Panic disorder is a form of anxiety, and the National Institute of Health and Care Excellence (NICE) recommends that Cognitive Behavioural Therapy (CBT) is one of the most effective psychological treatments for the condition.
As Accredited Counsellor Darren Magee explains, "A panic disorder usually involves someone repeatedly experiencing panic attacks. The physical sensations that come with the anxiety can feel overwhelming and terrifying, and the disorder can sometimes feel like a fear of the fear." We asked Darren and Accredited Counsellor Maureen Cahill to explain what CBT is and how it can be used to treat panic disorder.
CBT is a form of therapy that looks at how thoughts and beliefs influence mood and behaviour. It works through a therapeutic alliance, which looks at specific thoughts and thought patterns, often anxious or negative, and how they influence you. Once this has been done, it is helpful to learn how those thoughts can be challenged to affect change, adjust behaviours and decrease anxiety.
At the very core of anxiety and panic is often a feeling of helplessness, or of having no control over something important, so CBT can help to educate you about your panic. The old saying ‘knowledge is power' can ring true; as you begin to understand more about the condition, the more empowered you may feel. The feelings and sensations associated with the panic can become normalised, which can make them feel less intense. This understanding can be helpful in recognising unhelpful thinking habits which fuel your anxiety and panic. CBT is also useful for helping you identify triggers, recognising thinking habits, and developing coping strategies, such as reframing and relaxation exercises. Through these exercises, you can learn that it is not about completely eliminating the anxiety but riding that wave until it passes.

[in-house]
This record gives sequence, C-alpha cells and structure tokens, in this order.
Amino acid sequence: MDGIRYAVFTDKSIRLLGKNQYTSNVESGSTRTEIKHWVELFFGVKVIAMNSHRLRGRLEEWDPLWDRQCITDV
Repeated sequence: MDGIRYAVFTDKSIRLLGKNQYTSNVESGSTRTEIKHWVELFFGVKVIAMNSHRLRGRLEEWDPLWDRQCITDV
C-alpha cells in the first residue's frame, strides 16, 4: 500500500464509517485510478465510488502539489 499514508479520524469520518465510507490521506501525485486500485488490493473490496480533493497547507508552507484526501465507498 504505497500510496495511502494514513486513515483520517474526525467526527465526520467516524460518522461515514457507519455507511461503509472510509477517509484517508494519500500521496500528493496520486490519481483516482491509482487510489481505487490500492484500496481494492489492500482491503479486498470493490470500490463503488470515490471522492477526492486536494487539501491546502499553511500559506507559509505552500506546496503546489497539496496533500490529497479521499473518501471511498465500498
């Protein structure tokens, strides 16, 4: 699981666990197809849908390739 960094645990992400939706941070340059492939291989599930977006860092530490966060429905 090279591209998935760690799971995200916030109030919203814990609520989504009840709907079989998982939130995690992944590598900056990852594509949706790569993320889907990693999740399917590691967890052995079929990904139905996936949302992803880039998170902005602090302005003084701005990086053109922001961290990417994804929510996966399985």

NICE recommends around 7-14 hours of CBT for panic disorder.
CBT seems to work most effectively with someone who can engage with the dynamism of this approach - i.e. there will be behavioural experiments and/or other techniques to complete as 'homework' outside the sessions.
After a dozen sessions, clients can usually feel more confident about managing anxiety and panic attacks. It may help you recognise the early symptoms of anxiety and panic. Quite often the unpredictability of panic attacks is both frightening and debilitating, so learning to recognise the signs as early as possible can be empowering.
All therapists on rscpp.co.uk are accredited, registered or chartered by a UK professional body. Therapists who offer Cognitive Behavioural Therapy will in addition have completed a course in cognitive behavioural practice.
RSCPP Chief Executive Officer (CEO) Richard Snowdon